This requires some unpacking. At first blush, Rand appears to be invoking what has typically been the second argument in the moral case for capitalism: that as capitalism thrives on free exchange, it serves as a check against coercion by the state and so underwrites a free society. An unsparing critic of communism, Rand fancied herself a fierce defender of liberty, but her commitment had little to do with traditional notions about the inherent dignity of the individual. Instead, she championed what we might call an ethics of achievement, one in which we are valued not for who we are (either uniquely or essentially) but for what we can do. Individual liberty is a requirement for such a system — how else might the competition proceed? — but its moral significance is a matter of proof, of demonstration by “man at his best.”
Such men (and in her fiction they are almost always men) are the heroes of Rand’s world. Solemn artists and steely-eyed inventors with the occasional industrialist thrown in, these supermen are characterized by preternatural intelligence, incorrigible solipsism, and a capacity for grandiose accomplishment too often hindered by lesser humans. Rand dubs them “creators,” a word that, by design, hints at the cosmological displacement of a heavenly counterpart. In the voice of Atlas Shrugged’s John Galt, she celebrates their mundane creations — “a factory, a highway or a bridge” — as each being a “monument to human morality,” testaments not to man’s inherent majesty but to the greatness that few men alone might achieve.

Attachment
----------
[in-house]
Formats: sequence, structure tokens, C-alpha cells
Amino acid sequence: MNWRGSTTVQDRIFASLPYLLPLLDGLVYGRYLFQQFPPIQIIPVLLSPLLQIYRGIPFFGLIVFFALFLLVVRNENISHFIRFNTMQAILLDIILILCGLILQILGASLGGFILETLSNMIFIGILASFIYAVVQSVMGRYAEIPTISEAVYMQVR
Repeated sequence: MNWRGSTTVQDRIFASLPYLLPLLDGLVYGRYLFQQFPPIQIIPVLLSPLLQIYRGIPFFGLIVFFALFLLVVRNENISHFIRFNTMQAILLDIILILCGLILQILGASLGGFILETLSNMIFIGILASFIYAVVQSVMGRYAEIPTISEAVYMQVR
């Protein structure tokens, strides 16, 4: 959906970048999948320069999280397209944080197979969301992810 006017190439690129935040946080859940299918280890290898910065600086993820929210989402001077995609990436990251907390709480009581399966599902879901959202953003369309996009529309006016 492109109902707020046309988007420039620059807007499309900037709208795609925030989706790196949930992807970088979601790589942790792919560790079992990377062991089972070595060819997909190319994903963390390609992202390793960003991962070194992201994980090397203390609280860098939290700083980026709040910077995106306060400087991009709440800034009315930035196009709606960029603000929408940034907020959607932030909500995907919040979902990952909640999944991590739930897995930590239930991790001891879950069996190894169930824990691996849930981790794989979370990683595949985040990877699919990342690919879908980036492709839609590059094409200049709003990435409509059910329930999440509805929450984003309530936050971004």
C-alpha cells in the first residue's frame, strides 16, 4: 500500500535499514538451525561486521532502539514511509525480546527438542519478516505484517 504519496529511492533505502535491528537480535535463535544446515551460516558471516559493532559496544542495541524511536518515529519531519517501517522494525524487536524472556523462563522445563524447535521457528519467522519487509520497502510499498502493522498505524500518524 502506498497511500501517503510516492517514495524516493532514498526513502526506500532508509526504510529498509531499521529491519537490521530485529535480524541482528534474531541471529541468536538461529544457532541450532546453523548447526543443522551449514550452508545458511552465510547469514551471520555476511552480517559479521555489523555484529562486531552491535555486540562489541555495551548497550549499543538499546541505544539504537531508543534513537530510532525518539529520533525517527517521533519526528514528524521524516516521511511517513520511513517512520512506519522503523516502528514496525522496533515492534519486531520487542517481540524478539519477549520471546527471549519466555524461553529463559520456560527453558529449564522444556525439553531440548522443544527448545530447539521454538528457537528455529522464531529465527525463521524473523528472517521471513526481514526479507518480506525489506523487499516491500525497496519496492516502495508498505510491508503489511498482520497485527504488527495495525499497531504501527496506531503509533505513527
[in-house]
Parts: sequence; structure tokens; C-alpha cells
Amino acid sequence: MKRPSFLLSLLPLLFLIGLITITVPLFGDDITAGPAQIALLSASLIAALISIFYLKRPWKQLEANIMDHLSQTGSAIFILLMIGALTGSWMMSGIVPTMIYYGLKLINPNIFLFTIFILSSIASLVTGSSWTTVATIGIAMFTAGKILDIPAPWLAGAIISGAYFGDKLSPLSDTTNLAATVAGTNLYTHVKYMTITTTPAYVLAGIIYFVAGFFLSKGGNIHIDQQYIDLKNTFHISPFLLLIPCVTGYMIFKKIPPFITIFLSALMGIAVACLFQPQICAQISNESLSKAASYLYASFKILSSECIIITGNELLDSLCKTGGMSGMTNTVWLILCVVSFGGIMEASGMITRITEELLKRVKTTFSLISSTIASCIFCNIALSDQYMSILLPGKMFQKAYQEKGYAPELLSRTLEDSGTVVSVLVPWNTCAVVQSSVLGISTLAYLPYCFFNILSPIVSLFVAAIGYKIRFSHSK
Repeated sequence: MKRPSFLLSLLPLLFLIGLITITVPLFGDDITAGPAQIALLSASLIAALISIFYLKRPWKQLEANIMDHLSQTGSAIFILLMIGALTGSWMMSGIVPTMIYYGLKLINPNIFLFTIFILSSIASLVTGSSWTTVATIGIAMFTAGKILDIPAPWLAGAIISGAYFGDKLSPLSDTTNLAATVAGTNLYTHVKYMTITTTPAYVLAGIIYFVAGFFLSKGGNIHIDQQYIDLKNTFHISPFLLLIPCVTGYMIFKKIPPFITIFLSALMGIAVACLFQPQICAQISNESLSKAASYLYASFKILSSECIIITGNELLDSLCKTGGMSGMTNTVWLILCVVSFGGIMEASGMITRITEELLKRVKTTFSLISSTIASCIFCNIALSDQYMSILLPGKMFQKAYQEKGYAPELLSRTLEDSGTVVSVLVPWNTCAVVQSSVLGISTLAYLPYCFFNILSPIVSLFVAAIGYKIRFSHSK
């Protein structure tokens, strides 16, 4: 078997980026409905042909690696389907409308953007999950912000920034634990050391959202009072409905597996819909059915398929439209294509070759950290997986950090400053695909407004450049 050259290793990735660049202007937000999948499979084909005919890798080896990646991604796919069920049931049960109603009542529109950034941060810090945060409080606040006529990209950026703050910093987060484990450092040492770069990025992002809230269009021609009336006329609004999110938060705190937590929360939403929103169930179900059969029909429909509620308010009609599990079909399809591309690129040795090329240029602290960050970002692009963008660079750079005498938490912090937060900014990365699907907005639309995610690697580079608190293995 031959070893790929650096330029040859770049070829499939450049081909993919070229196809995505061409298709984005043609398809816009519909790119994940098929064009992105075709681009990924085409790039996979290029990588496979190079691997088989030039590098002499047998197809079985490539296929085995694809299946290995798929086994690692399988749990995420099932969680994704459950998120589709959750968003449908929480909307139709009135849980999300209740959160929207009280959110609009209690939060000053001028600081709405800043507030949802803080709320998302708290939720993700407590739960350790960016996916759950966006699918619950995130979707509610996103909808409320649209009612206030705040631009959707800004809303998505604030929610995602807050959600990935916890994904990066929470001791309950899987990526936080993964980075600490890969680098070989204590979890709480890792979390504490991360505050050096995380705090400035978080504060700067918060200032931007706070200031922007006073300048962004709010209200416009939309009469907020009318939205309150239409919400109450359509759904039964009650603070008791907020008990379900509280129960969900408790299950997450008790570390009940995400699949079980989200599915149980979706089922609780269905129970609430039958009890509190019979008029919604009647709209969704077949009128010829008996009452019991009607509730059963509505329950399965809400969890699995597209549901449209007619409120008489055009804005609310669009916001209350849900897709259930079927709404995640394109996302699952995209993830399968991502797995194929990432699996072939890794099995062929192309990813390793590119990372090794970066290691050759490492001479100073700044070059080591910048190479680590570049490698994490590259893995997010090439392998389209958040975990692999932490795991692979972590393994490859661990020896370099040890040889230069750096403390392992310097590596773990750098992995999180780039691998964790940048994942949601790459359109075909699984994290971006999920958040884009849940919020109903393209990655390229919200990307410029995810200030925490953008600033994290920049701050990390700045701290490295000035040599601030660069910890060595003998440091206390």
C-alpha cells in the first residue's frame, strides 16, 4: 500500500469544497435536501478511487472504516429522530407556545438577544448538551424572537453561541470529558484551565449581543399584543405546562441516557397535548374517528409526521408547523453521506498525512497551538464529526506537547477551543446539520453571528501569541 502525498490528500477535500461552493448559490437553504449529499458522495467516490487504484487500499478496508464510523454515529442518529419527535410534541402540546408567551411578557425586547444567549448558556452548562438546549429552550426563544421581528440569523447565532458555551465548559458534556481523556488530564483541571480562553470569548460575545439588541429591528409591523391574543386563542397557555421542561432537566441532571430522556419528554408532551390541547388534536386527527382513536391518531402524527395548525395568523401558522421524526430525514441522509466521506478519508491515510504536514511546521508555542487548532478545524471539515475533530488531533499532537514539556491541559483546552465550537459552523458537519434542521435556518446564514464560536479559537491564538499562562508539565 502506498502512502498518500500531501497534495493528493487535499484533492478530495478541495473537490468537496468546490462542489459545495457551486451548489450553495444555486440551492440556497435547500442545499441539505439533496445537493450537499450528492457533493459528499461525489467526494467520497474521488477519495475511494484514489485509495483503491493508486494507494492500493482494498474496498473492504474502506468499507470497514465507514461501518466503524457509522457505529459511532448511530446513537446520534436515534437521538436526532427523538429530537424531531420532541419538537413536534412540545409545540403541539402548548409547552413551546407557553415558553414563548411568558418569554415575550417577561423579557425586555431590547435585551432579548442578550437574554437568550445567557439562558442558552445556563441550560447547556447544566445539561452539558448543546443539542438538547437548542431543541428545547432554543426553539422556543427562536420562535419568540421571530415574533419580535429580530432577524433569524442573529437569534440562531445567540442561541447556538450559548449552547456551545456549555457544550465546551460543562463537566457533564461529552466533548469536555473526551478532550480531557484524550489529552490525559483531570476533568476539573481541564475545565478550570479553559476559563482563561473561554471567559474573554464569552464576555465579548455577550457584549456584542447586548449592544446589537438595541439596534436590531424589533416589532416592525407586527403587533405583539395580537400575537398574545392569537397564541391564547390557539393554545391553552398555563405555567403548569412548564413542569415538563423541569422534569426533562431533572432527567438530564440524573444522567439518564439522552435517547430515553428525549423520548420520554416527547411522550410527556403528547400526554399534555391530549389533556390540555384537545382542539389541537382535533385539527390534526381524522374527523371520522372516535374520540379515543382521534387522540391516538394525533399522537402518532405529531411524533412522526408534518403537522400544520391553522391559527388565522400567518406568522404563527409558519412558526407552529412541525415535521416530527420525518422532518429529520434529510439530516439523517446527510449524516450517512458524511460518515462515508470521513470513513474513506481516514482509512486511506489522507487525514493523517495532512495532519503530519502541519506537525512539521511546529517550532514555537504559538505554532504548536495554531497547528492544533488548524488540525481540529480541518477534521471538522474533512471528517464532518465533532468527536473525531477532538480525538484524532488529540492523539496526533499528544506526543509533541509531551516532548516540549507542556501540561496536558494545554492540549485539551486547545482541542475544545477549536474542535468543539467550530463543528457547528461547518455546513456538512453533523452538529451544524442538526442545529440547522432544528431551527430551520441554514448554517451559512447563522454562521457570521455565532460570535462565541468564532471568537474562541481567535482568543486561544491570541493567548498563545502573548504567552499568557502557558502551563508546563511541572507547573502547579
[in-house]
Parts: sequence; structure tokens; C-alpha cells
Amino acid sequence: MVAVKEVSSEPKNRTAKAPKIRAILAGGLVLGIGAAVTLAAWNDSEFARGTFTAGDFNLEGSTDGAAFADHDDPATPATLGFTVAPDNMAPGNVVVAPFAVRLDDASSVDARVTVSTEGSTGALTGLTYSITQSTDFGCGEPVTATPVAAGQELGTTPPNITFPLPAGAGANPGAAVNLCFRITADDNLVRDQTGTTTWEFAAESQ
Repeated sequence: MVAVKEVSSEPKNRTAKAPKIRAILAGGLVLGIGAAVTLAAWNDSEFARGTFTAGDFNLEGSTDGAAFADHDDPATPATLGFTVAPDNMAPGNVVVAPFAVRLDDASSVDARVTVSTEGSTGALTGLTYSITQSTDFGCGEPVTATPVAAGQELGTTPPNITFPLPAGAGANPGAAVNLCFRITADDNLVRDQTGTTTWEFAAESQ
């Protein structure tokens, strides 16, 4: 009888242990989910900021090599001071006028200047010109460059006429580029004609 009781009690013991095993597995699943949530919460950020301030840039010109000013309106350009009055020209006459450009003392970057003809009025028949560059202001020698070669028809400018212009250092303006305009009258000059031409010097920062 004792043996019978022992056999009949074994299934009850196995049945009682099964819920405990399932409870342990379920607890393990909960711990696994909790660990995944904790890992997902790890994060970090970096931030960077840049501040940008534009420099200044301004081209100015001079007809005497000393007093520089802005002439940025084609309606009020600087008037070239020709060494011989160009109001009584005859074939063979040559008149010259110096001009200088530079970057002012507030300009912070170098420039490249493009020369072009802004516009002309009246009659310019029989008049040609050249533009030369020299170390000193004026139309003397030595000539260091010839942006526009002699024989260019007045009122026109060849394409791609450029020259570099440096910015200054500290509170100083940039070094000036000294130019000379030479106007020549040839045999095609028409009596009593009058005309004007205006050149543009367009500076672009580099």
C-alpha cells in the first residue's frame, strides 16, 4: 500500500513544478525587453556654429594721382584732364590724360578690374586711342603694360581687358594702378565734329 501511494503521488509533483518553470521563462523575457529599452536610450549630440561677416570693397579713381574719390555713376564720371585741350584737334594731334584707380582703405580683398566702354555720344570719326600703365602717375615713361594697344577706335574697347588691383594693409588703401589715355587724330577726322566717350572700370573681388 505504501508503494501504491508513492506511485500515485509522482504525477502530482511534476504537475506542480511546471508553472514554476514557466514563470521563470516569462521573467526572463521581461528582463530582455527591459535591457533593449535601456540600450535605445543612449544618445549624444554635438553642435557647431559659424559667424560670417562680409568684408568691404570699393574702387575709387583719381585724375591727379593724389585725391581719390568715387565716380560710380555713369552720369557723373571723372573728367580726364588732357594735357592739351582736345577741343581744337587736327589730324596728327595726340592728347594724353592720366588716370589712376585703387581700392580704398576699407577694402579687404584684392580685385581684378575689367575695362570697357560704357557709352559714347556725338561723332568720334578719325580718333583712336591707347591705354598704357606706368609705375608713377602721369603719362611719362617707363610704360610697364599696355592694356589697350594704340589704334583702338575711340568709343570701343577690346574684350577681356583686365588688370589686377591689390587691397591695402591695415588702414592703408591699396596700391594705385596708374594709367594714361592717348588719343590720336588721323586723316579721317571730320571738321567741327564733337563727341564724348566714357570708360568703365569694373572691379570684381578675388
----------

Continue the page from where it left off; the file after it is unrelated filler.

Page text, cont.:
This is Rand’s ethics of achievement, and her “moral case” for capitalism is premised on it. As she describes it, capitalism is the only economic system that assumes a proving ground for creators (a free society) as well as the appropriate reward for those who create (hence “its ruling principle is justice”). No doubt, this is a strange, even deviant justification for capitalism, but even then does it necessarily exclude one that prizes free markets for being productive of the common good? Rand thought so. By advocating what she called a “tribal premise” for capitalism, figures like Adam Smith didn’t merely miss the point. They tended to destabilize the system and blunt its moral purpose.
By way of illustration, consider the ethics of a soccer match. For Rand, to award both teams the same trophy, regardless of the final score, is to fundamentally misunderstand the significance of a sporting event, which is to separate winners from losers. When we do so, we not only lose sight of the real goal of a game (winning), we commit an injustice by rewarding the losers at the winners’ expense. The same may be said when we take the reward of capitalism’s “winners” — the almighty dollar, “our symbol” Galt calls it — and turn it over to the “losers.” We commit a gross injustice, subverting an ethics of achievement by substituting a perverse distributive logic for the only one Rand recognizes: To each according to his ability — period.
As such, to praise capitalism for its broader effect on society is not only to misunderstand its real moral achievement — that the system best rewards individual greatness — it may lead one to believe that she should err in favor of the common good when the interests of society and those of the individual are at odds. The political temptations are obvious (Rand did escape Soviet Russia), but her individualism is so extreme that she scoffs at even a basic duty of care. As another of her avatars, Howard Roark, announces in The Fountainhead, “The only good which men can do to one another and the only statement of their proper relationship is — Hands off!”